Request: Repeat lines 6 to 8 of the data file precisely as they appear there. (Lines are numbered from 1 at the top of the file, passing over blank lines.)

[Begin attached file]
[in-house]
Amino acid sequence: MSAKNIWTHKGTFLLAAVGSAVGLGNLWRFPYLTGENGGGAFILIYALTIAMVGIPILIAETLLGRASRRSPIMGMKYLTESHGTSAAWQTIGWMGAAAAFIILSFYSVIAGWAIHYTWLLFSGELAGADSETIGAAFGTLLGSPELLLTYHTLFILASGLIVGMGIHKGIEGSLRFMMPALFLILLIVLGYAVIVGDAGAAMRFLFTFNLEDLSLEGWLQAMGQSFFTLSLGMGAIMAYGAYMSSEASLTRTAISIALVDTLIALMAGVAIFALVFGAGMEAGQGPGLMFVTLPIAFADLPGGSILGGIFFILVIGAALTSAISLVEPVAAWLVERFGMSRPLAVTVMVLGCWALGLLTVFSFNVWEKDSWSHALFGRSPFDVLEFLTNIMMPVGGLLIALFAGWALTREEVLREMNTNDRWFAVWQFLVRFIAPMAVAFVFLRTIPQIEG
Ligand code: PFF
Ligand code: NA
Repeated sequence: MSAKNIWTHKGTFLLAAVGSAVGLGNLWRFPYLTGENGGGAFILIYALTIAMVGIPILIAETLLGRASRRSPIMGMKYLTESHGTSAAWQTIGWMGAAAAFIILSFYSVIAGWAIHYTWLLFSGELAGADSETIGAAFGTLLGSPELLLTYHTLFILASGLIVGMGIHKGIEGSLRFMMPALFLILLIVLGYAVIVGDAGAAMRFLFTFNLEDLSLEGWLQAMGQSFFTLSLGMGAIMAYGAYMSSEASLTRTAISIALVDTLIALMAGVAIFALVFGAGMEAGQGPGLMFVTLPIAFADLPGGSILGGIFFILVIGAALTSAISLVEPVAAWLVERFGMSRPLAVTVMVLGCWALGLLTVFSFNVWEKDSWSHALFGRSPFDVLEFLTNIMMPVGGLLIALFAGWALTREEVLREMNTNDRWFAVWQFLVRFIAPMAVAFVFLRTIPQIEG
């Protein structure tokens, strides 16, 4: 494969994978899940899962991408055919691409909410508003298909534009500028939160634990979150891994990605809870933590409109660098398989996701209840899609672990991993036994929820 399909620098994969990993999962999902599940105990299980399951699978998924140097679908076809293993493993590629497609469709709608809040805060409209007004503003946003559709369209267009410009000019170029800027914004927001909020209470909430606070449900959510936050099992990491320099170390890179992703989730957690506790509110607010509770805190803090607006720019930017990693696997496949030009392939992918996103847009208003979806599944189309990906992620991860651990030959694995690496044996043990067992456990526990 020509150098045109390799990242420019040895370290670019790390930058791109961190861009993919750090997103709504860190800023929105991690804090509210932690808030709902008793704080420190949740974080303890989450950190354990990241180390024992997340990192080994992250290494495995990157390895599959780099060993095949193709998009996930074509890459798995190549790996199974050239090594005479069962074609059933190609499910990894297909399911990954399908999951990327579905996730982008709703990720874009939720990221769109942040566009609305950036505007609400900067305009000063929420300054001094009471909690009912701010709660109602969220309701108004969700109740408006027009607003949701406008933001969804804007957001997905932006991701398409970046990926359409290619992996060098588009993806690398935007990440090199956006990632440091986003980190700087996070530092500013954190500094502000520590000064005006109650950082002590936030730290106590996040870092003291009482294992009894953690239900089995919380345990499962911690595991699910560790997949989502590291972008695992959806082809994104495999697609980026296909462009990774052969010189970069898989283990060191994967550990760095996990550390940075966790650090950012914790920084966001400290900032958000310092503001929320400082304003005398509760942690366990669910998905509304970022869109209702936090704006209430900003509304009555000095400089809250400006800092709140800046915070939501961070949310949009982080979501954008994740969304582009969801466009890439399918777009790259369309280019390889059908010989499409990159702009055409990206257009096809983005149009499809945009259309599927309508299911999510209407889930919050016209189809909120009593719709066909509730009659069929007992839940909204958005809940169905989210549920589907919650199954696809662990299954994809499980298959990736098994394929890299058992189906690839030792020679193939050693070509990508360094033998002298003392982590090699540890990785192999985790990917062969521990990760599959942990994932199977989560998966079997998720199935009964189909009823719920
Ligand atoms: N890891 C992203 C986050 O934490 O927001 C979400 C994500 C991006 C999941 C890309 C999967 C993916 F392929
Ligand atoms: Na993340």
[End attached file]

């Protein structure tokens, strides 16, 4: 494969994978899940899962991408055919691409909410508003298909534009500028939160634990979150891994990605809870933590409109660098398989996701209840899609672990991993036994929820 399909620098994969990993999962999902599940105990299980399951699978998924140097679908076809293993493993590629497609469709709608809040805060409209007004503003946003559709369209267009410009000019170029800027914004927001909020209470909430606070449900959510936050099992990491320099170390890179992703989730957690506790509110607010509770805190803090607006720019930017990693696997496949030009392939992918996103847009208003979806599944189309990906992620991860651990030959694995690496044996043990067992456990526990 020509150098045109390799990242420019040895370290670019790390930058791109961190861009993919750090997103709504860190800023929105991690804090509210932690808030709902008793704080420190949740974080303890989450950190354990990241180390024992997340990192080994992250290494495995990157390895599959780099060993095949193709998009996930074509890459798995190549790996199974050239090594005479069962074609059933190609499910990894297909399911990954399908999951990327579905996730982008709703990720874009939720990221769109942040566009609305950036505007609400900067305009000063929420300054001094009471909690009912701010709660109602969220309701108004969700109740408006027009607003949701406008933001969804804007957001997905932006991701398409970046990926359409290619992996060098588009993806690398935007990440090199956006990632440091986003980190700087996070530092500013954190500094502000520590000064005006109650950082002590936030730290106590996040870092003291009482294992009894953690239900089995919380345990499962911690595991699910560790997949989502590291972008695992959806082809994104495999697609980026296909462009990774052969010189970069898989283990060191994967550990760095996990550390940075966790650090950012914790920084966001400290900032958000310092503001929320400082304003005398509760942690366990669910998905509304970022869109209702936090704006209430900003509304009555000095400089809250400006800092709140800046915070939501961070949310949009982080979501954008994740969304582009969801466009890439399918777009790259369309280019390889059908010989499409990159702009055409990206257009096809983005149009499809945009259309599927309508299911999510209407889930919050016209189809909120009593719709066909509730009659069929007992839940909204958005809940169905989210549920589907919650199954696809662990299954994809499980298959990736098994394929890299058992189906690839030792020679193939050693070509990508360094033998002298003392982590090699540890990785192999985790990917062969521990990760599959942990994932199977989560998966079997998720199935009964189909009823719920
Ligand atoms: N890891 C992203 C986050 O934490 O927001 C979400 C994500 C991006 C999941 C890309 C999967 C993916 F392929
Ligand atoms: Na993340």